South and Southeast
Gas prices across the South and Southeast states are among the cheapest in the country selling, on average, for $2.57 or less, with the exception of New Mexico ($2.69). The states with the cheapest averages in the region and the county are: Mississippi ($2.39), Louisiana ($2.39), Alabama ($2.41), South Carolina ($2.43), Arkansas ($2.46), Texas ($2.48) and Oklahoma ($2.55).
On the week, Texas (-5 cents), Georgia (-4 cents) and Louisiana (-4 cents) saw the largest pump price drops in the region. Following behind are Florida, Mississippi and South Carolina with gas price declines of three cents since last Monday. All other states saw smaller declines or averages held steady.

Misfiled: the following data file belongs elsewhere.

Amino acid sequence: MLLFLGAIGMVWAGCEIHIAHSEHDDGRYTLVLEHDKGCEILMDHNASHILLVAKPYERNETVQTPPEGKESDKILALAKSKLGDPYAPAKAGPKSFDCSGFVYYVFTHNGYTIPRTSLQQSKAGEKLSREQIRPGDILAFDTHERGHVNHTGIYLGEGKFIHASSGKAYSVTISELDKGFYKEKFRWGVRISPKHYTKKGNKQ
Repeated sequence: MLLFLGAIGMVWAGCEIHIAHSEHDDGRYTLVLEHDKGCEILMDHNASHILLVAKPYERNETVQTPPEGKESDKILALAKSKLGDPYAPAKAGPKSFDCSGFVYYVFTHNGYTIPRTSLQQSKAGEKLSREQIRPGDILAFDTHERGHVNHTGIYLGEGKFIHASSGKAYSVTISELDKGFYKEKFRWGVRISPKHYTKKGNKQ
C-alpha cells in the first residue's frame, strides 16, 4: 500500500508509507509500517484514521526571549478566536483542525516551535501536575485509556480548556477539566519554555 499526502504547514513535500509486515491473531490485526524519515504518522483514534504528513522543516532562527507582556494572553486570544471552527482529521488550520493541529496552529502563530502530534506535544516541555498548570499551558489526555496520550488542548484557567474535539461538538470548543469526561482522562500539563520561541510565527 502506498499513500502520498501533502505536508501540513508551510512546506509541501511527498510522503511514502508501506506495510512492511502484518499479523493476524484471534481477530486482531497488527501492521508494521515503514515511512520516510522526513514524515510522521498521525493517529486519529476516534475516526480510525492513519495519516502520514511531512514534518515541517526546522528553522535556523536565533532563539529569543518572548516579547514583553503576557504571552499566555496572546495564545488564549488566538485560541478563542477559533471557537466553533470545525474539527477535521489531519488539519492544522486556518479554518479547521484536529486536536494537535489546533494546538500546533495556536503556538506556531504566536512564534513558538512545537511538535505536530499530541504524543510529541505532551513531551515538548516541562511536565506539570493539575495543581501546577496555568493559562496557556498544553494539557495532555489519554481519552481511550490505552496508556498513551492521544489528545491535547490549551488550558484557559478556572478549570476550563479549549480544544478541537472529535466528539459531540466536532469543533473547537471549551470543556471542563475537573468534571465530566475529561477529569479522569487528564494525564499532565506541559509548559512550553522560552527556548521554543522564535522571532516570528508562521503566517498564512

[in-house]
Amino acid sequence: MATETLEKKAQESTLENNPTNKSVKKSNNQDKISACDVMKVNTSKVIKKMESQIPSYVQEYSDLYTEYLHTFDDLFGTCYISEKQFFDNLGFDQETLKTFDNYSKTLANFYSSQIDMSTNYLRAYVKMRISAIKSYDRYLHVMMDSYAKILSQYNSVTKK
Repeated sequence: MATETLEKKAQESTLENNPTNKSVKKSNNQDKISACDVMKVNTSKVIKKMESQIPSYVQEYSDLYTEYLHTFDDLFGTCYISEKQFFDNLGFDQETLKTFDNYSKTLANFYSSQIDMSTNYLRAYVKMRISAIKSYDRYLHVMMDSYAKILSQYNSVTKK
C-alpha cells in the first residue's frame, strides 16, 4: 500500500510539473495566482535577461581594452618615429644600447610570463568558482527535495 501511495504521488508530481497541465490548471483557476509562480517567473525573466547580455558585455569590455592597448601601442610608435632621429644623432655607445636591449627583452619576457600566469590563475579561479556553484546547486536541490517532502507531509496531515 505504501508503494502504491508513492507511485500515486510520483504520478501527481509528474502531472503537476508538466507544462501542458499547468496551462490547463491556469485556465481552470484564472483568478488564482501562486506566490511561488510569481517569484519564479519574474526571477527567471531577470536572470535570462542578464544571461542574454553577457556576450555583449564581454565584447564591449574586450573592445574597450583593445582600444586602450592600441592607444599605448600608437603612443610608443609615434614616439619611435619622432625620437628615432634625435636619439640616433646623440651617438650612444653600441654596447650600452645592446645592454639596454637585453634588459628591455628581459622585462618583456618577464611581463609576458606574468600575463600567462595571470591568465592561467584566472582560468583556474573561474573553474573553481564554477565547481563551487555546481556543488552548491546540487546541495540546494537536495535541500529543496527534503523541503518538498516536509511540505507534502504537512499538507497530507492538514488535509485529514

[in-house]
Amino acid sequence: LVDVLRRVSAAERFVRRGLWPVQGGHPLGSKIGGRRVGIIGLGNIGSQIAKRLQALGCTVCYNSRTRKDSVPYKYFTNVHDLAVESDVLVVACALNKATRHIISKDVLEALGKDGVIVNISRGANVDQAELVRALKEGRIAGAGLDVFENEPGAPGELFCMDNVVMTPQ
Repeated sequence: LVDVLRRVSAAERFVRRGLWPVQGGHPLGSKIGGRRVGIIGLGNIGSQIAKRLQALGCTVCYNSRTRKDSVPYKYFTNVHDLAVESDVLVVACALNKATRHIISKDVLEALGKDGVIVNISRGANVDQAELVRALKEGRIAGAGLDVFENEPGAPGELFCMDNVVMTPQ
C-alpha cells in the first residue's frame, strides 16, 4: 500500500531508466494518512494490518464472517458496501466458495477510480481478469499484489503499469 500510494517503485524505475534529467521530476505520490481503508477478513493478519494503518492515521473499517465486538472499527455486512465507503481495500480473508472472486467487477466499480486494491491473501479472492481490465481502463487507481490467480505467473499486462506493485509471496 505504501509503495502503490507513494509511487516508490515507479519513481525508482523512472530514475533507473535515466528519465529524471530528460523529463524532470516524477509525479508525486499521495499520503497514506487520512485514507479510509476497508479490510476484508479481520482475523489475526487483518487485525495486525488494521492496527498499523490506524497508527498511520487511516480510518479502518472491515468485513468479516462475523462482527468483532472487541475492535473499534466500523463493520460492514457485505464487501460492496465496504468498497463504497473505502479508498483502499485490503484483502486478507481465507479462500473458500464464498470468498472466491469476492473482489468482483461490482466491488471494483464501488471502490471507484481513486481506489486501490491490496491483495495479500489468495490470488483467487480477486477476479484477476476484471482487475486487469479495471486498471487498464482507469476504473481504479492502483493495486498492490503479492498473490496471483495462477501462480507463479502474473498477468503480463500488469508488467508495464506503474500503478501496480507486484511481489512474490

The region continues to see declines at the pump thanks to a steady build of gasoline stocks, which increased by 1.2 million bbl according to the latest EIA data. With refinery utilization at 95% and stocks totaling 84.7 million bbl — a nearly 6 million bbl year-over-year surplus — motorists in the South and Southeast can expect gas prices to push lower in the coming weeks.
Motorists in the West Coast region are paying the highest pump prices in the nation, with all seven states landing on the top 10 most expensive list today. California ($3.94) and Hawaii ($3.64) are the most expensive markets. Washington ($3.52), Alaska ($3.49), Nevada ($3.46), Oregon ($3.40) and Arizona ($3.11) follow. Pump prices in the region have mostly decreased on the week, with California (-6 cents) seeing the largest drop.